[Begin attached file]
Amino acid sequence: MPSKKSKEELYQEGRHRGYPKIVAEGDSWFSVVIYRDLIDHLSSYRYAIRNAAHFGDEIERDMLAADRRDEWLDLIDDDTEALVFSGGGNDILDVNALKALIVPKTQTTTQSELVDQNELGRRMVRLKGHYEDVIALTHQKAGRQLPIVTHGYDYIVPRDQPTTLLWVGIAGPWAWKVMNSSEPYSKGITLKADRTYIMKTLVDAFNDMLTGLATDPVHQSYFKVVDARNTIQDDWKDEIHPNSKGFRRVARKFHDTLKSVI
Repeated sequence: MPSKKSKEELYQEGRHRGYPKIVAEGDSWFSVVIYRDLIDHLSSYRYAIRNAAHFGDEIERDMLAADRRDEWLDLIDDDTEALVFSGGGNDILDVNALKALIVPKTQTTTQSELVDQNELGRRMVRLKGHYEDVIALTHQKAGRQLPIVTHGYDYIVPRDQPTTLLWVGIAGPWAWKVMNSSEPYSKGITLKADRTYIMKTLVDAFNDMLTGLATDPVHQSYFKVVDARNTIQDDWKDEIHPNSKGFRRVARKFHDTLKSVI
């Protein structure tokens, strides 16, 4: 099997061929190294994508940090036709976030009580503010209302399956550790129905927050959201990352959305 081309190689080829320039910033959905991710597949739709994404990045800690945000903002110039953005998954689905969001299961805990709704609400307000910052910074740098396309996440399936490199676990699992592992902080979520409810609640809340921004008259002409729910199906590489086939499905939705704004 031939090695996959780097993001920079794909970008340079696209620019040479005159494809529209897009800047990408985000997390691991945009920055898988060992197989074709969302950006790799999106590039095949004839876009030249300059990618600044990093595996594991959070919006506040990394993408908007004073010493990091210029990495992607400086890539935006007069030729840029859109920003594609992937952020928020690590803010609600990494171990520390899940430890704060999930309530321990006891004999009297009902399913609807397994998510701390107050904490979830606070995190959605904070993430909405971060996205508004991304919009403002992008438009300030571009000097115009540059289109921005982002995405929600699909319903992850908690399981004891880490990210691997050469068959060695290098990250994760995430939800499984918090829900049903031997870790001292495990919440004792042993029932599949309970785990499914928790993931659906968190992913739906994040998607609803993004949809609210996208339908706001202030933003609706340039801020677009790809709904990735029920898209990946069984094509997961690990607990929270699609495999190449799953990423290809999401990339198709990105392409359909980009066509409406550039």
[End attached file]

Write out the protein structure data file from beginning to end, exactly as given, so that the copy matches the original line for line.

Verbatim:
Amino acid sequence: MPSKKSKEELYQEGRHRGYPKIVAEGDSWFSVVIYRDLIDHLSSYRYAIRNAAHFGDEIERDMLAADRRDEWLDLIDDDTEALVFSGGGNDILDVNALKALIVPKTQTTTQSELVDQNELGRRMVRLKGHYEDVIALTHQKAGRQLPIVTHGYDYIVPRDQPTTLLWVGIAGPWAWKVMNSSEPYSKGITLKADRTYIMKTLVDAFNDMLTGLATDPVHQSYFKVVDARNTIQDDWKDEIHPNSKGFRRVARKFHDTLKSVI
Repeated sequence: MPSKKSKEELYQEGRHRGYPKIVAEGDSWFSVVIYRDLIDHLSSYRYAIRNAAHFGDEIERDMLAADRRDEWLDLIDDDTEALVFSGGGNDILDVNALKALIVPKTQTTTQSELVDQNELGRRMVRLKGHYEDVIALTHQKAGRQLPIVTHGYDYIVPRDQPTTLLWVGIAGPWAWKVMNSSEPYSKGITLKADRTYIMKTLVDAFNDMLTGLATDPVHQSYFKVVDARNTIQDDWKDEIHPNSKGFRRVARKFHDTLKSVI
């Protein structure tokens, strides 16, 4: 099997061929190294994508940090036709976030009580503010209302399956550790129905927050959201990352959305 081309190689080829320039910033959905991710597949739709994404990045800690945000903002110039953005998954689905969001299961805990709704609400307000910052910074740098396309996440399936490199676990699992592992902080979520409810609640809340921004008259002409729910199906590489086939499905939705704004 031939090695996959780097993001920079794909970008340079696209620019040479005159494809529209897009800047990408985000997390691991945009920055898988060992197989074709969302950006790799999106590039095949004839876009030249300059990618600044990093595996594991959070919006506040990394993408908007004073010493990091210029990495992607400086890539935006007069030729840029859109920003594609992937952020928020690590803010609600990494171990520390899940430890704060999930309530321990006891004999009297009902399913609807397994998510701390107050904490979830606070995190959605904070993430909405971060996205508004991304919009403002992008438009300030571009000097115009540059289109921005982002995405929600699909319903992850908690399981004891880490990210691997050469068959060695290098990250994760995430939800499984918090829900049903031997870790001292495990919440004792042993029932599949309970785990499914928790993931659906968190992913739906994040998607609803993004949809609210996208339908706001202030933003609706340039801020677009790809709904990735029920898209990946069984094509997961690990607990929270699609495999190449799953990423290809999401990339198709990105392409359909980009066509409406550039």